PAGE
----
As families were developing their vegetable gardens, many started to cultivate small fruits. Wild strawberries and raspberries were both common, which made these less appealing as cultivars. Blueberries were also common to the north on the fringe of the Canadian Shield. In summer many families would go berry picking, which was not just a pleasant outing. Having berries made for a wonderful treat, and preserves could be used to bake a pie come winter. The strawberries that had been grown in Europe did not transplant well to North America. Later on, many of the cultivars that became common were developed from Chilean berries (perhaps crossed with North American plants). Raspberries were a more common early cultivar, while blueberries were not.

Currants and gooseberries were among the first fruits introduced to the European colonies in North America. European currants were used to produce new varieties more suited to the continent, and almost all of the improved cultivars were derived from European plants. The native black currant produced similar fruit to the European, but not as large, and was found to have a “rank taste.” Native red currants were unusual, but received more favourably. Many families tried to raise English gooseberries, only to see them mildew “which often destroys the promise of a fine crop.” By mid-century, European gooseberries had been largely supplanted in the United States, though they persisted a while longer in the Kawarthas.

Grapes were another garden plant that did not transfer well to the Americas from Europe, except on the Pacific Coast—downy mildew, black rot and phylloxera louse proved lethal. In the nineteenth century, improved American grapes were brought to Lindsay, but they tended to die out over winter. Thus local families to get by on wild grapes. Pears were less common than apples, being derived from Belgian and French plants. The Bartlett (Bon Chretien in France) was the most common variety, but again of marginal hardiness. Sweet cherries were too tender to grow in the area, though some families grew sour cherries. In the second half of the nineteenth century, Morellos and Maydukes were the most common varieties. The Montmorency, originally from France, subsequently grew in popularity. The challenges of growing cherries were that birds often got to the crop first, while trees died of black knot. Families could be fined $10 or $20 for failing to prune and burn affected limbs—a considerable sum in those days. The varieties of plums that were commonly available in the nineteenth century tended not to be able to survive winter in the Kawarthas.

Because gardening was so important to the subsistence of local families, insect outbreaks were treated very seriously. Starting in 1874, the Colorado beetle attacked local potato and tomato crops, plagues that would last well into the twentieth century. Damage was spotty, as one farm might lose heavily while its neighbours escaped unscathed. The loss of a potato crop could be catastrophic for a family. In the days before insecticides, insects were often combatted manually, which was tedious work, and it was very difficult to truly free a garden of bugs. At the end of the century, Paris Green (arsenic) became common as an insecticide. This was one of the most common and potent nineteenth century poisons, also a blue-green pigment for painting—its name came from its use as a rat killer in Parisian sewers.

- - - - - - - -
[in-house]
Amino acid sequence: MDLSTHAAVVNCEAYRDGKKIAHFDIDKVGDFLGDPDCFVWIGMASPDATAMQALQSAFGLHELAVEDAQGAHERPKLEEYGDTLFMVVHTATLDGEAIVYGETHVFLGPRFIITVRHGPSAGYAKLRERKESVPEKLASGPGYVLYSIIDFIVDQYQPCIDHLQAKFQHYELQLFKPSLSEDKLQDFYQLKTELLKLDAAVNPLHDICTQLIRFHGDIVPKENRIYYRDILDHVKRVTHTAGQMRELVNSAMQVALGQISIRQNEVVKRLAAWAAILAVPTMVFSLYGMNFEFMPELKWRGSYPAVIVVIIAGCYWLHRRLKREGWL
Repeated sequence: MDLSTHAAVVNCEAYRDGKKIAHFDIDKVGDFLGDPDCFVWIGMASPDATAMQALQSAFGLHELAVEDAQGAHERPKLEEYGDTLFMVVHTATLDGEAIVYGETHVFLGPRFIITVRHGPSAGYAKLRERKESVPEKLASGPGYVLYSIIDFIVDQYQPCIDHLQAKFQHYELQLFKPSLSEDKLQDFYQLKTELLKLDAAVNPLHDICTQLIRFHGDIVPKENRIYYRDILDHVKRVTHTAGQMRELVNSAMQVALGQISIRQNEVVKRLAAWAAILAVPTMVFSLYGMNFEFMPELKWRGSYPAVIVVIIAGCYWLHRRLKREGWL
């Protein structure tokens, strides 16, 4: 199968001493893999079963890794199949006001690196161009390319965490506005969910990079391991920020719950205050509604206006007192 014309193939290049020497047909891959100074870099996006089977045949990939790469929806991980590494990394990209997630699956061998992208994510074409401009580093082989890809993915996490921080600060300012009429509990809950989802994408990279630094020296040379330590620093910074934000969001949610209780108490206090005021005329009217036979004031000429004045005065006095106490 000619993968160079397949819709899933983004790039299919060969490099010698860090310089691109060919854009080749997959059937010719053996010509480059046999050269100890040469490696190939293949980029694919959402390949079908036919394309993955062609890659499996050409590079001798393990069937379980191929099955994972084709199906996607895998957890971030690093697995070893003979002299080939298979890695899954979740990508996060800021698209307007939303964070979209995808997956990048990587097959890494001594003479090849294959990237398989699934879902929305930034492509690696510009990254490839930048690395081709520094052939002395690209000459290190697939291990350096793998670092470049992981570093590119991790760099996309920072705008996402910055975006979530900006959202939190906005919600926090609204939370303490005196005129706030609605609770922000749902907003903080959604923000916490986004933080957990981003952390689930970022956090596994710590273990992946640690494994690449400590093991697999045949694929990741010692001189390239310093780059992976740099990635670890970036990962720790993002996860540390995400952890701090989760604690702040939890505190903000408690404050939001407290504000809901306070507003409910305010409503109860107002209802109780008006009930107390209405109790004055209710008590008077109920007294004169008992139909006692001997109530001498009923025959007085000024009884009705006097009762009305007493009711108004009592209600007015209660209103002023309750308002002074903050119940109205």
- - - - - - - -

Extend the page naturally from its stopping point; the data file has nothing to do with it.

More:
Historically, the reason that children had summer off from school was to help their parents get in the harvest—it was a necessary part of the cycle of life. From the time that the hay and the berries started to ripen in late June until fall, practically every family worked day after day to bring in and preserve everything for winter. After many long hours of work, a family would have the comfort of a cellar filled with many types of pickles, jars of fruit and vegetables. These preserves would be treats come winter, providing a little variety to accompany meat, potatoes, onions and carrots.

Though at first glance, it might seem like the many of the plants and animals that were common in Europe were brought over to North America and thrived, many of the plants and animals that would become common in the Kawarthas were not actually the same ones that were grown in Europe. It often took a generation or more for farmers to work through how to farm in their new environs.

As many farmers were working towards determining the combination of varieties that could thrive in the Kawarthas, many new species were brought to the region. Some of the plants were brought deliberately, others tagged along as contaminants in seeds, which were notoriously impure in the nineteenth century. Others like earthworms, few thought twice about. While families were busy trying to figure out how to get by, the environmental changes that were caused by the introduction of agriculture and horticulture often went unnoticed. Who would have thought that the sun would never again set on the empire of the dandelion? Many of the species that did conspicuously well were exotic weeds. Before long, roughly one third of all species were exotics. Today, the lilacs that grace old homesteads and buckthorns that line so many fencerows are both ornamental cultivars that have become naturalized.